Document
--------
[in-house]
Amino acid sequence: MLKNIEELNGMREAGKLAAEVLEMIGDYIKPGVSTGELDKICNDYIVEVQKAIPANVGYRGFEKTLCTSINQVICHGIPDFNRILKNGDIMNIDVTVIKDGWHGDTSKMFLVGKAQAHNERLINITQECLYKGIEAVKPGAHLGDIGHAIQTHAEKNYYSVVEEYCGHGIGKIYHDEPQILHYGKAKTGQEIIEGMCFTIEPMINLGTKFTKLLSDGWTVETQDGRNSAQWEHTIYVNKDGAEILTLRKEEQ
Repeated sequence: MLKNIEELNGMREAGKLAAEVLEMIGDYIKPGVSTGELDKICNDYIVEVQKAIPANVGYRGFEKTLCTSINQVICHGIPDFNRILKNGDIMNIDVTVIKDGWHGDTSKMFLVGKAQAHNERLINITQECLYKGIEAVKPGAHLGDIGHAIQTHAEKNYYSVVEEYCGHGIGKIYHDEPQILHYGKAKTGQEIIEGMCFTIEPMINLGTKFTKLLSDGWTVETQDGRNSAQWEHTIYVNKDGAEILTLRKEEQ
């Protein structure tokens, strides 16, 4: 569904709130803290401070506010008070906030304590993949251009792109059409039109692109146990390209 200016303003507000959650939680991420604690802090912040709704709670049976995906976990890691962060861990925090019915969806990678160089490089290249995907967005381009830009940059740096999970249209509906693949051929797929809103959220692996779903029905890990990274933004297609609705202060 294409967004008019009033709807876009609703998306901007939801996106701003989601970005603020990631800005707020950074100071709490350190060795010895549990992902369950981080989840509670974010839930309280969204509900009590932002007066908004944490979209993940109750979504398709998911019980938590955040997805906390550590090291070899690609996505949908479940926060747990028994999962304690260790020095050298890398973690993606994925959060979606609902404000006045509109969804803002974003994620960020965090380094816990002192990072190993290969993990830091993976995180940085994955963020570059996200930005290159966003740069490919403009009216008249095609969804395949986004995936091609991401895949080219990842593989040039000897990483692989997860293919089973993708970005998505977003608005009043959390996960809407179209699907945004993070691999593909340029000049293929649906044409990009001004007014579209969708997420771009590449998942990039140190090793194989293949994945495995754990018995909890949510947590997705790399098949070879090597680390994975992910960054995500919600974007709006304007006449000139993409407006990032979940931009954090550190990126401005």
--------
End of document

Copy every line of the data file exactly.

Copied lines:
[in-house]
Amino acid sequence: MLKNIEELNGMREAGKLAAEVLEMIGDYIKPGVSTGELDKICNDYIVEVQKAIPANVGYRGFEKTLCTSINQVICHGIPDFNRILKNGDIMNIDVTVIKDGWHGDTSKMFLVGKAQAHNERLINITQECLYKGIEAVKPGAHLGDIGHAIQTHAEKNYYSVVEEYCGHGIGKIYHDEPQILHYGKAKTGQEIIEGMCFTIEPMINLGTKFTKLLSDGWTVETQDGRNSAQWEHTIYVNKDGAEILTLRKEEQ
Repeated sequence: MLKNIEELNGMREAGKLAAEVLEMIGDYIKPGVSTGELDKICNDYIVEVQKAIPANVGYRGFEKTLCTSINQVICHGIPDFNRILKNGDIMNIDVTVIKDGWHGDTSKMFLVGKAQAHNERLINITQECLYKGIEAVKPGAHLGDIGHAIQTHAEKNYYSVVEEYCGHGIGKIYHDEPQILHYGKAKTGQEIIEGMCFTIEPMINLGTKFTKLLSDGWTVETQDGRNSAQWEHTIYVNKDGAEILTLRKEEQ
């Protein structure tokens, strides 16, 4: 569904709130803290401070506010008070906030304590993949251009792109059409039109692109146990390209 200016303003507000959650939680991420604690802090912040709704709670049976995906976990890691962060861990925090019915969806990678160089490089290249995907967005381009830009940059740096999970249209509906693949051929797929809103959220692996779903029905890990990274933004297609609705202060 294409967004008019009033709807876009609703998306901007939801996106701003989601970005603020990631800005707020950074100071709490350190060795010895549990992902369950981080989840509670974010839930309280969204509900009590932002007066908004944490979209993940109750979504398709998911019980938590955040997805906390550590090291070899690609996505949908479940926060747990028994999962304690260790020095050298890398973690993606994925959060979606609902404000006045509109969804803002974003994620960020965090380094816990002192990072190993290969993990830091993976995180940085994955963020570059996200930005290159966003740069490919403009009216008249095609969804395949986004995936091609991401895949080219990842593989040039000897990483692989997860293919089973993708970005998505977003608005009043959390996960809407179209699907945004993070691999593909340029000049293929649906044409990009001004007014579209969708997420771009590449998942990039140190090793194989293949994945495995754990018995909890949510947590997705790399098949070879090597680390994975992910960054995500919600974007709006304007006449000139993409407006990032979940931009954090550190990126401005």